Made from a cardboard box, this little cottage has wood floors, fabric walls and a beautiful lace "wall paper border." It comes with handmade furniture.
There's a fireplace in the corner, with a hearth and a little pot made from Sculpey and wire.
Cork and wire make for good curtain rods, and lace always makes pretty curtains.
The sleigh style bed boasts storage drawers underneath, of course covered in sparkles and with dainty wire-and-bead drawer pulls.
The little window sill is big enough for sitting things on, perfect for a little fairy who lives in the woods and collects things.
A chinese take-out container was cut in half and then covered in fabric to make two beautiful wingback chairs.
The containers were unused and probably would have ended up in the trash were it not for The Scrap Exchange.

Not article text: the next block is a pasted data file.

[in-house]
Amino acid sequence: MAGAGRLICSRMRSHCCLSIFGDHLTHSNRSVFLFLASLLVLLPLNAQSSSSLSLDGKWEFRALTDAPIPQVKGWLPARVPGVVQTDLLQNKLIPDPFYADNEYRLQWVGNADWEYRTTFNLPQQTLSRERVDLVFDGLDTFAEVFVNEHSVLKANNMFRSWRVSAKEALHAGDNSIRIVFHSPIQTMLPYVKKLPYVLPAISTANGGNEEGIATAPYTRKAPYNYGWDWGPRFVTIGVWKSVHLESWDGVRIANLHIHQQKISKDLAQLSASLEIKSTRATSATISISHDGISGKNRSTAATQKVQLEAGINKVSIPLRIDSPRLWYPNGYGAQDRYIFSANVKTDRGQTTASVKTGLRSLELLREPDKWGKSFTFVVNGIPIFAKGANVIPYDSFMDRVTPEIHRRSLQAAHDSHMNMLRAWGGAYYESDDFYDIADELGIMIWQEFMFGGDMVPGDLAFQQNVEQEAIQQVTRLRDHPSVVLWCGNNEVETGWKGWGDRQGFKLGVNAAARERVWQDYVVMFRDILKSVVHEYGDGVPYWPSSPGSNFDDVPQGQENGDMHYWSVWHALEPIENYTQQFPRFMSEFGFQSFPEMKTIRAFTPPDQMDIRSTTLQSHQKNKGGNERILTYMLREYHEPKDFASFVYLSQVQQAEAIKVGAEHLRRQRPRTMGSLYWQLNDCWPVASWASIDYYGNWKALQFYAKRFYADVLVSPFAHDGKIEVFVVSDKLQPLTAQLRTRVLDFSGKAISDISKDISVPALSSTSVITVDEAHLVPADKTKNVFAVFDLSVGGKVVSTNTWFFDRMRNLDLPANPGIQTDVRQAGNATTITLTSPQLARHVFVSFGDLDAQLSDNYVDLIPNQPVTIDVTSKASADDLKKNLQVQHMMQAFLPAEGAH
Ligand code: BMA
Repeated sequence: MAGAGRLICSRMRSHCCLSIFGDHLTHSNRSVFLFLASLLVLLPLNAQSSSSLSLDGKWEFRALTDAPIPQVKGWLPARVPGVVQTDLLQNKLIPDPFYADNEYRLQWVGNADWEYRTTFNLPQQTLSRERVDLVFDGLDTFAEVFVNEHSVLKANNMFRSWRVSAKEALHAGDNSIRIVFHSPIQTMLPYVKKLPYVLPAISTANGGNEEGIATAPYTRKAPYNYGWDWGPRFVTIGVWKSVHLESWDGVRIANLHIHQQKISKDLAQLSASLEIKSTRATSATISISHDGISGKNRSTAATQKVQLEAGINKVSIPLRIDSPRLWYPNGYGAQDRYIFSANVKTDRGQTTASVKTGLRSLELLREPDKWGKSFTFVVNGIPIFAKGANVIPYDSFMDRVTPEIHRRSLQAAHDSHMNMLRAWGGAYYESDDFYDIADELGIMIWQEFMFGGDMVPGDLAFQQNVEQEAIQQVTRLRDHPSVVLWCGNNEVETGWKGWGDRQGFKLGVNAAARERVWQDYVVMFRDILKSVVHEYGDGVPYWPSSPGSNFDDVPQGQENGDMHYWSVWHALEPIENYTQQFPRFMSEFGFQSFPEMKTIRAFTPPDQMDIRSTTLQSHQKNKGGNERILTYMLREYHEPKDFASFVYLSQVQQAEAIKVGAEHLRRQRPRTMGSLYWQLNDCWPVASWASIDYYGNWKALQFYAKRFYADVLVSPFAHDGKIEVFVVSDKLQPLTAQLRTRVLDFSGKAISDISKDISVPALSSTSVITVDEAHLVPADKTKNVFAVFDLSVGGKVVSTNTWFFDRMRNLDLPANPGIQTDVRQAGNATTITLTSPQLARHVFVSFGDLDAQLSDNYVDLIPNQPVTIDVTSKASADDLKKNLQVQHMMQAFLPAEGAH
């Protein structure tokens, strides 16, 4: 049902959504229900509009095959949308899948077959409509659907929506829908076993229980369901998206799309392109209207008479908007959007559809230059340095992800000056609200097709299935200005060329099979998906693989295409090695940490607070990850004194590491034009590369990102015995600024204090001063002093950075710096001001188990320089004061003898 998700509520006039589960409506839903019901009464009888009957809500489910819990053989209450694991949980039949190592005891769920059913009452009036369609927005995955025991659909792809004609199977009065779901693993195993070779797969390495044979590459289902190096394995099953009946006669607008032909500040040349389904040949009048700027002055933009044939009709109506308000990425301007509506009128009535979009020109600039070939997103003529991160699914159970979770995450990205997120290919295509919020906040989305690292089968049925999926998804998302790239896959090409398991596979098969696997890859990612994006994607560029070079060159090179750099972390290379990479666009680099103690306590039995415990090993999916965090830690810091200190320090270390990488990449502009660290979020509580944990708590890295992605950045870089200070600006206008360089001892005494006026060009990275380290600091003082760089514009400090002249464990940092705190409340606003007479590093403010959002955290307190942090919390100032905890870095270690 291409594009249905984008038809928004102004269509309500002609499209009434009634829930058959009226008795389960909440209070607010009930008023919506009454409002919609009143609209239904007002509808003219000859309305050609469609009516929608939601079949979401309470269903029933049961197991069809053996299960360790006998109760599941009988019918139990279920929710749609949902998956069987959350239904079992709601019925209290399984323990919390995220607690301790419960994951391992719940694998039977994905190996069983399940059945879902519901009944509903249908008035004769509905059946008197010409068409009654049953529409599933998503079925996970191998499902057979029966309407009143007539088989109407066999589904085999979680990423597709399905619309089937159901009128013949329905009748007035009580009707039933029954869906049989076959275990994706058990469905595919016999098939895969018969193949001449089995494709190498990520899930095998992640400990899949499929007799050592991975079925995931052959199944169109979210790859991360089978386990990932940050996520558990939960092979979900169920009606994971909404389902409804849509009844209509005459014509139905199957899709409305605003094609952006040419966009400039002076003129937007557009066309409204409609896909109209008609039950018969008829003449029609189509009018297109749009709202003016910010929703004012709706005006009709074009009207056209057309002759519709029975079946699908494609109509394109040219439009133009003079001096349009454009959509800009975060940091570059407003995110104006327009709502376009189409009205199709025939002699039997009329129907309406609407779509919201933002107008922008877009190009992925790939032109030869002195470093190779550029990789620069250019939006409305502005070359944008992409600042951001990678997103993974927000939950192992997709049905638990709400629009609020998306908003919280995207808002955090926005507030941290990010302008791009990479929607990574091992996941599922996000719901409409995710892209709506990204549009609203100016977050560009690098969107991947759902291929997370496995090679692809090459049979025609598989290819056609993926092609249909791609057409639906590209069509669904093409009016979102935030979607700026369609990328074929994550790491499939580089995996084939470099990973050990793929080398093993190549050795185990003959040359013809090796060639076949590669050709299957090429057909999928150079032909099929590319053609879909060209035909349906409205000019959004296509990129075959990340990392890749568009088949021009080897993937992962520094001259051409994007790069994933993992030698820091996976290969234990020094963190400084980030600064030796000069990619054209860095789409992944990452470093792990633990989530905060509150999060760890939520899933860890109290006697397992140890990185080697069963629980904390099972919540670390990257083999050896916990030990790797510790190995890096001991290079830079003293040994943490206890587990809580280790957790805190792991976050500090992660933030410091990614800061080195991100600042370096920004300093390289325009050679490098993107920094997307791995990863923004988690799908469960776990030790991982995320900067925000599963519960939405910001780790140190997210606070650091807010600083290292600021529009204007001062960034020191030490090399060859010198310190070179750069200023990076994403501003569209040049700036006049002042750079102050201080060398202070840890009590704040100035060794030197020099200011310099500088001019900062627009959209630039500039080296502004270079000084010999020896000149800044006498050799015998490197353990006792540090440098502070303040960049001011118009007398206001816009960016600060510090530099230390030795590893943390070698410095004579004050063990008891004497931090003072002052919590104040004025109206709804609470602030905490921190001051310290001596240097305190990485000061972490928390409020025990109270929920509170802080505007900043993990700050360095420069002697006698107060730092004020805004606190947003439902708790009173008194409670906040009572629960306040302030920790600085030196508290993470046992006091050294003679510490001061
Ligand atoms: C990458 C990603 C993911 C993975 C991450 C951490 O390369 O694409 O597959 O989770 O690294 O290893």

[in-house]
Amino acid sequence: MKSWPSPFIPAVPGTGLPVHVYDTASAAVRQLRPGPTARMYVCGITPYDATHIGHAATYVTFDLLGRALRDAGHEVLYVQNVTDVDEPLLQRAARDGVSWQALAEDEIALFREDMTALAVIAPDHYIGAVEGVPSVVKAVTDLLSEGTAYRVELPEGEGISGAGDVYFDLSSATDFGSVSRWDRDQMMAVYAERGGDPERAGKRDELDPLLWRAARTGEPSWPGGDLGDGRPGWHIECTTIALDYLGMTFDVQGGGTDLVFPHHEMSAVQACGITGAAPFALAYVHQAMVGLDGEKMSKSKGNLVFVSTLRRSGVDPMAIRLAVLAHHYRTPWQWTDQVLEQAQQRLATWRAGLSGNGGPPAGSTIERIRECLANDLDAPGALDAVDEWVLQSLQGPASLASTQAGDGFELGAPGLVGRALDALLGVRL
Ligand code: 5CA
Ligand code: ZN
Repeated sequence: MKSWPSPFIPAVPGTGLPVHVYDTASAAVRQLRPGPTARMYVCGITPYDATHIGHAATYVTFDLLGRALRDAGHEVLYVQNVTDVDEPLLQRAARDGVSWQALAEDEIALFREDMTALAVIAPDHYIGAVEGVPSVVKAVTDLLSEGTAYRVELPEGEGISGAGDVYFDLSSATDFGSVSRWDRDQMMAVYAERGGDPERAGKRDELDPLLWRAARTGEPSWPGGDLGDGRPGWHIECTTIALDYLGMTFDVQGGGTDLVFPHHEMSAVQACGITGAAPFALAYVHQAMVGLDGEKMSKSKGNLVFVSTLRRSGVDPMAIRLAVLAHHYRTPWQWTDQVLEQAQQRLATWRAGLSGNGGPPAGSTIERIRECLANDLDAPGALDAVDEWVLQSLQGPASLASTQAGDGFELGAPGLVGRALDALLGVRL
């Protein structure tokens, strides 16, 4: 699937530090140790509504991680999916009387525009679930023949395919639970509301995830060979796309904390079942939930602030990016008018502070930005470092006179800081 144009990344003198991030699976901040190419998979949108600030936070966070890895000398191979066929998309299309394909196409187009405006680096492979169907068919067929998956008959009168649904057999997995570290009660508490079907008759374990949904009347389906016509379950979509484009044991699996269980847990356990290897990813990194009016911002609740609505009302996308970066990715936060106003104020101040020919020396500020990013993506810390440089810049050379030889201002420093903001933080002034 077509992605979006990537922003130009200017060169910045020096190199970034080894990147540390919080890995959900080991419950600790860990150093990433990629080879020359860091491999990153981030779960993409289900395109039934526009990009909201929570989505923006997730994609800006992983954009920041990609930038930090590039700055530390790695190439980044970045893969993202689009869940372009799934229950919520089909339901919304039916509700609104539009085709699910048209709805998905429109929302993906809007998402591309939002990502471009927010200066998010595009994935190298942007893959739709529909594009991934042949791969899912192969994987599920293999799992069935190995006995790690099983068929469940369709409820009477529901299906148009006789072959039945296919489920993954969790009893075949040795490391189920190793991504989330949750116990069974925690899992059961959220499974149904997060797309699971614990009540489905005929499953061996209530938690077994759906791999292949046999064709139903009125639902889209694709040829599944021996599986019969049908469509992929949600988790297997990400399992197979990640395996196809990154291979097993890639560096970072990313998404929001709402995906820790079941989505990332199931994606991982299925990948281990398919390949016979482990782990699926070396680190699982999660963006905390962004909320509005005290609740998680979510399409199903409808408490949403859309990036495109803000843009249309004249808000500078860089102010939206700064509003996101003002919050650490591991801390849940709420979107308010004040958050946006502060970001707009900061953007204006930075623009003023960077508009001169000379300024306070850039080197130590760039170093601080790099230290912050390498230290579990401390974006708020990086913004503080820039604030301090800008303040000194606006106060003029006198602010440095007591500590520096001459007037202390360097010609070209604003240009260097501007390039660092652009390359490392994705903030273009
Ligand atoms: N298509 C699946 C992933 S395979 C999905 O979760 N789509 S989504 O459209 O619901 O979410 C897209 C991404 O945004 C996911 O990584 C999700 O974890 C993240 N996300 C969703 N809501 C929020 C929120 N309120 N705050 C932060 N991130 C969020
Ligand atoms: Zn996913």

I put in a little Kelly doll to illustrate the size of the furnishings.
A clock and little dishes made from Sculpey have started filling in the cupboard, made from a little gift box.
I hope you enjoyed your tour!
Enjoy this day.
Wednesday, August 4, 2010
Not long ago I purchased a pair of shoes for one of my sons. They came in a great shoebox! Sturdy! And the top was attached to the bottom so that it would open and close like a chest. I opened the box as far as it would go, so that the lid was sitting back on the bottom (still attached--I did not separate the top from the bottom) and it made a two-story doll house.
I hot-glued the top to the bottom so that I could then cover it with paper and decorate it!
I used color coordinated papers from my scrapbook supplies and glued on "wallpaper" and "carpet." To get the wallpaper just right, since the top had a curved edge (as you can see), I stood the box on end and traced around it to get the paper cut just right!
One of my favorite things about this is the Victorian feel and the very Victorian dresser! It has a mirror held up by two little cherubs and three little silk roses glued in front of the mirror.